Monaco Grand Prix: Schumacher’s victory cruise

Michael Schumacher cruised to a crushing fifth Monaco Grand Prix victory, heading home Ferrari team mate Rubens Barrichello. His main title rival, McLaren's David Coulthard, finished fifth after starting last when he stalled on the warm-up lap for the second time in three races

Monaco Grand Prix: Schumacher’s victory cruise

McLaren's disastrous day started early when Coulthard stalled on the green flag lap, just as he did in Barcelona, and was left thumping the steering wheel as the rest of the field streamed past him. Hakkinen, meanwhile, was trapped behind him and had to force his way out into the warm-up lap traffic like a bad mannered taxi driver at Piccadilly Circus, or else he too would have to start from the back of the grid.

Despite all the worries about failing launch control systems the start was, thankfully, without major incident. From his new role as pole sitter, Schumacher led Hakkinen and Barrichello into Sainte Devote - and nobody stalled this time. Eddie Irvine (Jaguar) challenged Ralf Schumacher for fourth but ran wide at the first corner, allowing Schumacher's Williams-BMW team mate Juan Pablo Montoya to steal his fifth position on the run up to Casino Square.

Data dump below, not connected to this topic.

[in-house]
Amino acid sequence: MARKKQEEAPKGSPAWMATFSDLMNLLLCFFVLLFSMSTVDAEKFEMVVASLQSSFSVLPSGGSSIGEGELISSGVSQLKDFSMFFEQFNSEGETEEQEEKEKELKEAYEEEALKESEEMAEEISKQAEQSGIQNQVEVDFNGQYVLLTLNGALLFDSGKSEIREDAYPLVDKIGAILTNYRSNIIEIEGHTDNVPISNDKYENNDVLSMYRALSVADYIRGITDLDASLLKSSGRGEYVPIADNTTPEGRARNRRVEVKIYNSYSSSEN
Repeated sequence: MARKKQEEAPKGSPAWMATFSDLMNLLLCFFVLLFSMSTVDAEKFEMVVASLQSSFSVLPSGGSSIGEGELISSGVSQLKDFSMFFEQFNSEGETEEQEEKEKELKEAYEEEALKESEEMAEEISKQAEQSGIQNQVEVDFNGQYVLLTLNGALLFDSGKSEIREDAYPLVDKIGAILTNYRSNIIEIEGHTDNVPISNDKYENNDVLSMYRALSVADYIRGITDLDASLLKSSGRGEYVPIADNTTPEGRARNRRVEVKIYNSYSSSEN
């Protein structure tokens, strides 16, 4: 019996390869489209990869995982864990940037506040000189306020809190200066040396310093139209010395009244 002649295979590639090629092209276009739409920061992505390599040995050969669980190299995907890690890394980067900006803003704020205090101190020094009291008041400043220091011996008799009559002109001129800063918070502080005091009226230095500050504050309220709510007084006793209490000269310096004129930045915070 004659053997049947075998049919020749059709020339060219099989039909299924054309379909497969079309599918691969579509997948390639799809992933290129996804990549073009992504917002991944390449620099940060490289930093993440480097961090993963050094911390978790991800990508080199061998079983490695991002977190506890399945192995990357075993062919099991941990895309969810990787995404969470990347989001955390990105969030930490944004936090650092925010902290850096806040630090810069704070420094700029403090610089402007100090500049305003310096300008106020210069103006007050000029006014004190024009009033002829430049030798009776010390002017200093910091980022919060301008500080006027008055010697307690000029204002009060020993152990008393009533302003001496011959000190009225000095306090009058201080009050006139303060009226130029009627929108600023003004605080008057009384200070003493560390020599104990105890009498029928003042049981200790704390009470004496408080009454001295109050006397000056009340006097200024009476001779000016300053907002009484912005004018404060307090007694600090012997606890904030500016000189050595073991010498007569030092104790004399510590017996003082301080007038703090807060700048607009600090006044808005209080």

The first retirement was Nick Heidfeld, whose Sauber was sent head-on into the barriers between Loews hairpin and Portier after tangling with an Arrows on the opening lap.

Schumacher pulled out a 2sec lead by lap 12 but Hakkinen then responded with a sequence of fastest laps and was under a second behind when he hit trouble on unlucky lap 13 when his McLaren began to pull worryingly to the right. After a pit stop, which comprised little more than suspension pulling by his mechanics, the Finn's car was still spooking him when he rejoined, so he pulled in once more to retire.

"It was an extremely unusual problem," said Hakkinen. "I didn't hit any barriers or anything but it was pulling to the right."

That left Schumacher with a 7.7sec lead on lap 15 over Barrichello, who was himself 13secs ahead of Schumacher Jnr.

Already in the wall and out of the race by this stage was Montoya, who lost control at the Swimming Pool and slammed into the wall much like his team mate did in practice on Thursday: "It was a very silly mistake that I shouldn't have done. I ran wide and it understeered off as I got on the power," he rued.